# 12.1: The Fundamental Counting Principle

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A tree diagram is a useful tool for visualizing systematic counting.

## Example 1

Let’s say that a person walks into a restaurant for a three course dinner. There are four different salads, three different entrees, and two different desserts to choose from. Assuming the person wants to eat a salad, an entrée and a desert, how many different meals are possible?

Solution

Looking at the tree diagram we can see that the total number of meals is 24. The first meal is salad 1, entrée 1, and dessert 1. The 24th meal is salad 4, entrée 3, dessert 2.

The Three Course Dinner example is easier to count the possible meals by using The Fundamental Counting Principle

## The Fundamental Counting Principle

If there are $$n_1$$ ways to of choosing the first item, $$n_2$$ ways of choosing the second item after the first item is chosen, $$n_3$$ ways of choosing the third item after the first two have been chosen, and so on until there are $$n_k$$ ways of choosing the last item after the earlier choices, then the total number of choices overall is given by

$n_1 \times n_2 \times n_3 \times n_4 \times n_5 ... \times n_k. \label{Multiplication Principle}$

## Example 1

Let’s look at the number of ways that four people can line up. We can choose any of the four people to be first. Then there are three people who can be second and two people who can be third. At this point there is only one person left to be last. Using the multiplication principle there are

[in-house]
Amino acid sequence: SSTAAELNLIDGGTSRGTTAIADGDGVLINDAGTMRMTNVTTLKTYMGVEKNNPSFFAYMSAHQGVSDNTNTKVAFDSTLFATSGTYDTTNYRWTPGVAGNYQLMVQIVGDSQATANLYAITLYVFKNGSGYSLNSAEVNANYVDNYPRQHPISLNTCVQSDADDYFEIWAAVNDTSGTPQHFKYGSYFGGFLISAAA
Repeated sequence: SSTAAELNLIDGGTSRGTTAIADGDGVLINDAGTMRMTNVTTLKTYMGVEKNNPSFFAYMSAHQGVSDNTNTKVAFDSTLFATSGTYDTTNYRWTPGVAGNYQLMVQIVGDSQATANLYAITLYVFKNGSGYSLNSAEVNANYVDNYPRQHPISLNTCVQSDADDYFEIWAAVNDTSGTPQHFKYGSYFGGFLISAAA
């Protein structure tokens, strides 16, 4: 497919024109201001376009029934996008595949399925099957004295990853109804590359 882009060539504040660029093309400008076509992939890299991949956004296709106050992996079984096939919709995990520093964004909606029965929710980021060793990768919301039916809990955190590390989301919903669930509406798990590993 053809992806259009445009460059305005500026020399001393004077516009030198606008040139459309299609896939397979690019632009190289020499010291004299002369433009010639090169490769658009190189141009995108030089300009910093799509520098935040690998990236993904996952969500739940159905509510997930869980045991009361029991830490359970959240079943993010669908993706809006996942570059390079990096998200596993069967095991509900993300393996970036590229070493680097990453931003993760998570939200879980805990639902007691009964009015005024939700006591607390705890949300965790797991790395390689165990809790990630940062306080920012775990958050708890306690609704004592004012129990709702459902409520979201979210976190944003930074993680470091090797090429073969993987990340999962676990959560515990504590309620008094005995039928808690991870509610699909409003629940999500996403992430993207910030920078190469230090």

$4 \times 3 \times 2 \times 1 = 24\, \text{ways} \nonumber$

for four people to line up.

This type of calculation occurs frequently in counting problems so we have some notation to simplify the problem.

## Factorial

The factorial of $$n$$, read “n factorial” is

$n! = n(n-1)(n-2)(n-3)...(2)(1).$

By this definition, $$0! = 1.$$

## Example 2

\begin{align*} 5! &= 5 \times 4 \times 3 \times 2 \times 1 \\[4pt] &= 120 \\[5pt] 8! &= 8 \times 7 \times 6 \times 5 \times 4 \times 3 \times 2 \times 1 \\[4pt] &= 40,320 \end{align*}

Factorials get very large very fast.

$20! = 2.43 \times 10^{18} \nonumber$

and

$40! = 8.16 \times 10^{47}. \nonumber$

70! is larger than most calculators can handle.

The fundamental counting principle may seem like a very simple idea but it is very powerful. Many complex counting problems can be solved using the fundamental counting principle.

## Example 3

Some license plates in Arizona consist of three digits followed by three letters. How many license plates of this type are possible if:

1. There are 10 digits (0, 1, 2, 3, …, 9) and 26 letters. $\underbrace{(10 \cdot 10 \cdot 10) \cdot (26 \cdot 26 \cdot 26)}_{\text{digits}}=17,576,000\, \text{license plates } \nonumber$
2. letters can be repeated but digits cannot? $\underbrace{(\underline{10} \cdot \underline{9} \cdot \underline{8}) \cdot(26 \cdot 26 \cdot 26)}_{\text {letters}}=12,654,720\, \text{license plates} \nonumber$
3. the first digit cannot be zero and both digits and letters can be repeated? $\underbrace{(\underline{9} \cdot \underline{10} \cdot \underline{10})}_{\text{digits}} \cdot \underbrace{(\underline{26} \cdot 26 \cdot 26)}_{\text{letters}}=15,818,400\, \text{license plates} \nonumber$
4. neither digits nor numbers can be repeated. $\underbrace{(\underline{10} \cdot \underline{9} \cdot \underline{8})}_{\text{digits}} \cdot \underbrace{(\underline{26} \cdot \underline{25} \cdot \underline{24})}_{\text{letters}}=11,232,000 \, \text{license plates} \nonumber$

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